Main Hoon Shahid Afridi September 21, 2013

Masala goes Boom Boom

An unabashedly populist new potboiler uses cricket to offer a window into modern Pakistan

Recently, I was part of a discussion on films and cricket, and whether a successful confluence of the two was possible. The venerable Sam Collins had most of us agreeing when he pointed out that a major obstacle was the fact that sport regularly provided the sort of implausible scenarios that would come across as trite if scripted. Ashton Agar's 98 on debut from No. 11 in the Ashes was one such example. My own feeling was that, in addition, the viewer's experience would be let down by a cinematic approach to depicting the game, particularly the use of sound effects and gameplay.

In that sense, it is plausible that masala films would provide the most agreeable paradigm for cinematically translating cricket. Referred to as masala for their mixture of genres (action and comedy and romance and drama), such films are part of a greater tradition of oral narrative. Think epics with linear plots, comedic and musical tangents, simple good v evil dynamics, happy endings.

Originally looked down upon by intellectuals, masala films with their populism and mass appeal are now embraced and celebrated thanks to post-modernism. In the context of cricket and films, this means that an over-the-top storyline, bombastic characters and sounds, as well as a sickeningly saccharine resolution would be expected rather than dreaded. After all, the ultimate aim of any masala film is to entertain the public. (Gee, I wonder who that reminds us of?)

Main Hoon Shahid Afridi (I am Shahid Afridi) is a story of an underdog team's rise against the backdrop of a fictional domestic cricket tournament in Pakistan. It revolves principally around Akbar Deen, a former international cricketer seeking redemption after a UAE drugs scandal left him shunned. He is the reluctant coach of the Sialkot Shaheens, owned by the hilarious yet lovable Malick Khalid, and led by Shahid Bhatti - an amateur cricketer hoping to become Boom Boom. Pitted against them is the magnificently Modi/Packer/Stanford-esque Mian Asif, who owns the Islamabad Hunters - a team of boys from the "elite ruling class". Mian Asif, in the first of a million twists, is also Akbar's father-in-law.

As a film, MHSA is quite ludicrous in its construction. Despite a street-smart score and decent soundtrack, the remarkably funny and sharp dialogue is recorded in a way as to make it seem to belong to an error-strewn student film. The colour correction is similarly jarring, displaying as much logic as a typical Afridi innings, often completely changing tones mid-scene. And even making allowances for the masala format, many of the plot lines are lazily developed and hastily resolved. Nevertheless the depleted nature of Pakistani cinema's intellectual, technical and financial resources requests, if not demands, a level of charitableness in opinion.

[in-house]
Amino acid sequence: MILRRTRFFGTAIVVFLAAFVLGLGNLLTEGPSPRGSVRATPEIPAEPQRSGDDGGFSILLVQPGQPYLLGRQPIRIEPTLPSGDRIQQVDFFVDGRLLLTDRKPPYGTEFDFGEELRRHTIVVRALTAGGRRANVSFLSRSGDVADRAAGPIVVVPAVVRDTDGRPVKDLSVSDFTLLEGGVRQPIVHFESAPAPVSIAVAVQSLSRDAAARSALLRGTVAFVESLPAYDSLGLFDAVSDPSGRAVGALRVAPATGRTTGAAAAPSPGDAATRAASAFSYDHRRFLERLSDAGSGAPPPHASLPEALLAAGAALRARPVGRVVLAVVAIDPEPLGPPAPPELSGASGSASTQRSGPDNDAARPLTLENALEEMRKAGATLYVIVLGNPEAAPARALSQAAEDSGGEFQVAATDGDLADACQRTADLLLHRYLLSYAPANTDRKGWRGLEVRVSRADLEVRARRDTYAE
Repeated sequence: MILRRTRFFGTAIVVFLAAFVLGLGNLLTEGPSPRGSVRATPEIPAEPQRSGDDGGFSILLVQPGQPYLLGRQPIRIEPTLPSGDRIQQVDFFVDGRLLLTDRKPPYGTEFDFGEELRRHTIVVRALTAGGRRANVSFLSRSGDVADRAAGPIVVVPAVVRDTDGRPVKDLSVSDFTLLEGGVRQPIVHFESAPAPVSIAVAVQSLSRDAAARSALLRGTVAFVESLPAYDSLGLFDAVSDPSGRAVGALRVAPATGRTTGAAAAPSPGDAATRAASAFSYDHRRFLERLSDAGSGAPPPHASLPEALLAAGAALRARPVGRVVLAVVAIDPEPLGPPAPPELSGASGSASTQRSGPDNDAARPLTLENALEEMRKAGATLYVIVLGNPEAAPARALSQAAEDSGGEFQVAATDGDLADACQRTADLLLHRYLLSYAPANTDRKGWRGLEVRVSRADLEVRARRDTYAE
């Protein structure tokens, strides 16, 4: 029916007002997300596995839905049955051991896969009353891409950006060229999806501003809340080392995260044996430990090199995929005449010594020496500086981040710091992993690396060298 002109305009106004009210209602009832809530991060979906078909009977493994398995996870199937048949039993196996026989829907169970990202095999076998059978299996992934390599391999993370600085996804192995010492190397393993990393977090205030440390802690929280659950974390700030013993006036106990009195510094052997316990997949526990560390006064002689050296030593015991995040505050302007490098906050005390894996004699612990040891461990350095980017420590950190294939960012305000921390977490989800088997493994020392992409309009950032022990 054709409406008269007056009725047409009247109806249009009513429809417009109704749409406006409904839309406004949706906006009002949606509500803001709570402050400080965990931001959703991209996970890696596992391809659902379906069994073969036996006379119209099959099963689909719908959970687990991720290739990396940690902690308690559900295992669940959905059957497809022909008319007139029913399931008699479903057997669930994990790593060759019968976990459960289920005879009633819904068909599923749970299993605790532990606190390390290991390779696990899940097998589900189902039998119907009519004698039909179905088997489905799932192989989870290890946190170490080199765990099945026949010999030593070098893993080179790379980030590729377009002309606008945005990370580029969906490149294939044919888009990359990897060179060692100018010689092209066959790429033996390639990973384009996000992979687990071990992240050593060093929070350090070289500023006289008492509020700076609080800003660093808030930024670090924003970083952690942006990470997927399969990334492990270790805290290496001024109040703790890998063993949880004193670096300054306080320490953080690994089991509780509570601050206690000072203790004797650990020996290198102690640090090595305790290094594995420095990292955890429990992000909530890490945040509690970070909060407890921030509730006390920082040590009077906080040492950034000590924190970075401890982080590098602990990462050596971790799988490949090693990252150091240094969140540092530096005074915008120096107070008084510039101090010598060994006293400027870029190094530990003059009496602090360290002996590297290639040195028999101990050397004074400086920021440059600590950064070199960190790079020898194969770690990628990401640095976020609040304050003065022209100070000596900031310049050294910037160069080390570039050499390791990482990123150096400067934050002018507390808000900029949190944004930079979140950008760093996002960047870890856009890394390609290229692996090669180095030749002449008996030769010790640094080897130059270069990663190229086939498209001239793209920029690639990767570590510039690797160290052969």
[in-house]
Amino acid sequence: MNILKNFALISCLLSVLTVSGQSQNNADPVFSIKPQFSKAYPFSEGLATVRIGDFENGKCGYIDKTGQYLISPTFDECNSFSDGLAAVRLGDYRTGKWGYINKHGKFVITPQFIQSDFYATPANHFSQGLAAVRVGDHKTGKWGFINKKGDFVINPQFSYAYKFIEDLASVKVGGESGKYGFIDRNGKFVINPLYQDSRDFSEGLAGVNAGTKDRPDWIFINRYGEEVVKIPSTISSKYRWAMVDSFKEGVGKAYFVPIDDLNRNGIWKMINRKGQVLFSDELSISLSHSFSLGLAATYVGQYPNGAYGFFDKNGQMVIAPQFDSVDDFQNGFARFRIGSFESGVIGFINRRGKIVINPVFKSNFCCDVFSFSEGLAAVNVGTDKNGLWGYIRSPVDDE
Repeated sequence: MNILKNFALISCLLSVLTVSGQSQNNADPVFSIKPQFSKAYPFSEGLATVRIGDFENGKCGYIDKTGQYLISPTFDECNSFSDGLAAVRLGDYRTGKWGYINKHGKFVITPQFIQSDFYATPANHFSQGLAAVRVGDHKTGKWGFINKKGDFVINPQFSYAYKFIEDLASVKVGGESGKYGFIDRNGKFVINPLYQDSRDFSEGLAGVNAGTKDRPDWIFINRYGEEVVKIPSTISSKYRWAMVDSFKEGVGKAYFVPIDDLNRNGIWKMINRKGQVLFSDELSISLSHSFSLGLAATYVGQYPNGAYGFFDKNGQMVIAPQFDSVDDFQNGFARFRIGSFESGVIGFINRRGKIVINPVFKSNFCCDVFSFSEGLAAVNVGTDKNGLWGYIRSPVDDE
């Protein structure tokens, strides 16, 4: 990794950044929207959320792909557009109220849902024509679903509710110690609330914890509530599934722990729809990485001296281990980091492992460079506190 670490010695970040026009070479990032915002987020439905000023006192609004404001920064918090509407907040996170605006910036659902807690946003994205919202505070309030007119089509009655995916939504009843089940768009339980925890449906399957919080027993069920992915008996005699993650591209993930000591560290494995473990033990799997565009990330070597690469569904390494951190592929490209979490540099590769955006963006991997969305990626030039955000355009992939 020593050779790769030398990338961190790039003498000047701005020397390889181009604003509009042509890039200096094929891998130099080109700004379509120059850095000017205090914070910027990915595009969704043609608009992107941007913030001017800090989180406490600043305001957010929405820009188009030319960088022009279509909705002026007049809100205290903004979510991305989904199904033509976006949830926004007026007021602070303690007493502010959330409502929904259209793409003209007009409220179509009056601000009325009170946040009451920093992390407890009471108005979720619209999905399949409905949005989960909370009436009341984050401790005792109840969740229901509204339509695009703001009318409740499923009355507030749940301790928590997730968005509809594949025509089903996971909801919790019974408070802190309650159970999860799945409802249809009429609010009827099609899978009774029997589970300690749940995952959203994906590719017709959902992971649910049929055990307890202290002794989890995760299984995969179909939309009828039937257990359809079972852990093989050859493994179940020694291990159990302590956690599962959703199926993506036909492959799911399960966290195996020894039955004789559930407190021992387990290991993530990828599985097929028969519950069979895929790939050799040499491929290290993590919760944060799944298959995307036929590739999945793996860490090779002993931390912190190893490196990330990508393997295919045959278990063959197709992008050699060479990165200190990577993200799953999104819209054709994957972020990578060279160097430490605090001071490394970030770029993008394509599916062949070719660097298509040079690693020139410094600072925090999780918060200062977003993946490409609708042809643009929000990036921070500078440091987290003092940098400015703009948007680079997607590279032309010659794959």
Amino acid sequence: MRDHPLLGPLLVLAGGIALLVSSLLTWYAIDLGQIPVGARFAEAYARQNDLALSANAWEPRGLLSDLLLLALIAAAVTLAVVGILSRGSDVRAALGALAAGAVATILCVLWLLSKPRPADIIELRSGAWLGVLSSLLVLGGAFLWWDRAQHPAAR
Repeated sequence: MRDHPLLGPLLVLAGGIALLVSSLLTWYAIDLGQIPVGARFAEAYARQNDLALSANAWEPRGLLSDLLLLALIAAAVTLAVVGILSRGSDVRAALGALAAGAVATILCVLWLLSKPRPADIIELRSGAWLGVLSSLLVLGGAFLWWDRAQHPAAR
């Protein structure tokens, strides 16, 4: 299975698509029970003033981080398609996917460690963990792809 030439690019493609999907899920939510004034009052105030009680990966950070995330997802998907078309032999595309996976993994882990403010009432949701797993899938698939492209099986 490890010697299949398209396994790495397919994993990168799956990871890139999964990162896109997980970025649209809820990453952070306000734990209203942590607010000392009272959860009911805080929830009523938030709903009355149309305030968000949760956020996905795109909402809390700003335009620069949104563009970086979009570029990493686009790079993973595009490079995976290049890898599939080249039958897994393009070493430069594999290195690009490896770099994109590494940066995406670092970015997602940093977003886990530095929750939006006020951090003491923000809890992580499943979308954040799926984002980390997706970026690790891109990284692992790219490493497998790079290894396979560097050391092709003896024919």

To be a successful masala film, MHSA required an underlying fantasy; the earliest masala films were about mythological tales. In Pakistan during the past few decades, the local film industry saw its fortunes dwindle, but blindly held onto the once-popular but increasingly irrelevant gandasa-wielding badmaash formula, based on violent rural revenge fantasies. The genius behind MHSA, in contrast, is its expropriation of cricket as the overarching source of the fantasy on which its plot is based, a relatively unprecedented approach in mainstream Pakistani cinema.

The requisite good v evil narrative of every masala film is provided in MHSA by the class differences - rather than regional, ethnic or religious ones - with the rich Islamabad Hunters players being "gentlemen who will speak and talk to foreigners without feeling insecure".

In contrast, the Sialkot Shaheens are all working-class ruffians who have little other than their dreams. There are numerous father-son conflicts throughout the plot, which are resolved through the traditional miracle-of-god* and tears-of-mother approach, but also through cricket. The game exists as one of the archetypes upon which the film's moral universe rests.